One of the best examples of N-Tier Architecture in web applications is the popular shopping-cart web application. The client tier interacts with the user through GUIs (Graphic User Interfaces) and with the application and the application server. In web applications, this client tier is a web browser. In addition to initiating the request, the web browser also receives and displays code in dynamic HTML (Hypertext Markup Language), the primary language of the World Wide Web. In a shopping cart web application, the presentation tier displays information related to such services as browsing merchandise, purchasing, and shopping cart contents. It communicates with other tiers by outputting results to the browser/client tier and all other tiers in the network. This layer calls custom tags throughout the network and to other networks. It also calls database stored procedures and web services, all in the goal of providing a more sophisticated response. This layer glues the whole application together and allows different nodes to communicate with each other and be displayed to the user through the browser. It is located in the application server.
In N-Tier Architecture, the business logic tier is pulled out from the presentation tier and, as its own layer, it controls an application’s functionality by performing detailed processing. For example, in our shopping cart example, this tier completes credit card authorization and calculates things like shipping costs and sales tax. The tools used to encapsulate an application’s business logic into its own layer include web services, custom tags, and stored procedures.
The business tier can also be considered the integration layer. Encapsulation allows the application to communicate with the data tier or the business logic tier in a way that is intelligible to all nodes. Encapsulation is one of the principles of object-oriented programming (OOP) and refers to an object’s ability to conceal its data and methods. Encapsulated objects only publish the external interface so any user interacting with them only needs to understand the interface and can remain ignorant as to the internal specifications. This way a user can call all sorts of services into action by calling the custom tag without having to know the code details of what made communication or implementation possible. The services just have to be accessible in the custom tag library. Encapsulation in the integration tier also liberates the network from just one vendor. The integration tier allows N-Tier Architecture to be vendor independent. In the shopping cart example, the application may have a simple custom tag for searching inventory and providing the most up-to-date, detailed information.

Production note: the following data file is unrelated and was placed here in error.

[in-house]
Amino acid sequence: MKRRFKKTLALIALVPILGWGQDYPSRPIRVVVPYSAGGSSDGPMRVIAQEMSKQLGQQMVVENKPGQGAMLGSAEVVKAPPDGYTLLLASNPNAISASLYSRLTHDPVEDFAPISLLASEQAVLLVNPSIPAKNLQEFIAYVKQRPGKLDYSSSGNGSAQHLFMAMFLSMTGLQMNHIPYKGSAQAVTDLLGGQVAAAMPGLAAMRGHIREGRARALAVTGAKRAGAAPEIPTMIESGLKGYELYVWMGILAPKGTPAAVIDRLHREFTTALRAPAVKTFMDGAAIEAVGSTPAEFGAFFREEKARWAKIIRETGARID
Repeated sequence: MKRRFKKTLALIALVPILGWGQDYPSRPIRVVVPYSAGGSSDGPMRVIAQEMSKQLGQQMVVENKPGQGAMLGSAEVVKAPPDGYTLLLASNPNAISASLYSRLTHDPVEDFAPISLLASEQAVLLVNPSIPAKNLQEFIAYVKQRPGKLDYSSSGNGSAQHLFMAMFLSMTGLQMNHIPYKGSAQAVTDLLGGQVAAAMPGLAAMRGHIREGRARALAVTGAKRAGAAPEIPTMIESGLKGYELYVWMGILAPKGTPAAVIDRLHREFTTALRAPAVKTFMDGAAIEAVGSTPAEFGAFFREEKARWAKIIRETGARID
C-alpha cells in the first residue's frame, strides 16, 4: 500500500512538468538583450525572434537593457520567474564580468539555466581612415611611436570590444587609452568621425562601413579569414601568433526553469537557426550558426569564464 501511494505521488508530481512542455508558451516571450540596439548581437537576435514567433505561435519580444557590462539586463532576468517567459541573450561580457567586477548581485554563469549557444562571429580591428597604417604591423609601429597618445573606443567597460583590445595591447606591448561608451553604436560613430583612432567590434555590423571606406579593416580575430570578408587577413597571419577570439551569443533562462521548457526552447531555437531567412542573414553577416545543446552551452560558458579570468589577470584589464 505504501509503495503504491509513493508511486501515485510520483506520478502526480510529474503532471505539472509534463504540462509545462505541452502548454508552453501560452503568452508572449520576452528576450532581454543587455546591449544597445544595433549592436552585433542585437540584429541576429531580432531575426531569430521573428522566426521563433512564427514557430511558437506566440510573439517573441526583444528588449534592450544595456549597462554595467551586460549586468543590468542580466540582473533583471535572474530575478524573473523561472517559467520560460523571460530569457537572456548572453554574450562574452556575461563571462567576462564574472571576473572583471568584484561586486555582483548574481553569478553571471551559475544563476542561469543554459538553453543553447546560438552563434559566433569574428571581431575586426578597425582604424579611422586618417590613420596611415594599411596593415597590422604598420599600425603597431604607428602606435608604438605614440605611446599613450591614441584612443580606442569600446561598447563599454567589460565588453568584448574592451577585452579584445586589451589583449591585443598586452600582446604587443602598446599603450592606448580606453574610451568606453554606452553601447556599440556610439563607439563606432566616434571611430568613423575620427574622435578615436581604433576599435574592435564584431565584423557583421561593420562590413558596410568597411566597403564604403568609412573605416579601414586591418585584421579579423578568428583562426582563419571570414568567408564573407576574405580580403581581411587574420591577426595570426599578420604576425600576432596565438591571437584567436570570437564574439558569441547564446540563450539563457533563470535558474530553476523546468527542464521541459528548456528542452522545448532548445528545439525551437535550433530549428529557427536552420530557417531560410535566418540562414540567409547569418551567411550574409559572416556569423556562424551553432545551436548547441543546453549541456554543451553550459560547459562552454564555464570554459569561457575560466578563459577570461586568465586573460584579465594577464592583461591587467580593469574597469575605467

The final application tier is the data tier. It usually consists of database servers. It keeps data neutral and independent from application servers or business logic. Giving data its own tier also improves scalability and performance. As it grows, it is easily moved to another, more powerful machine.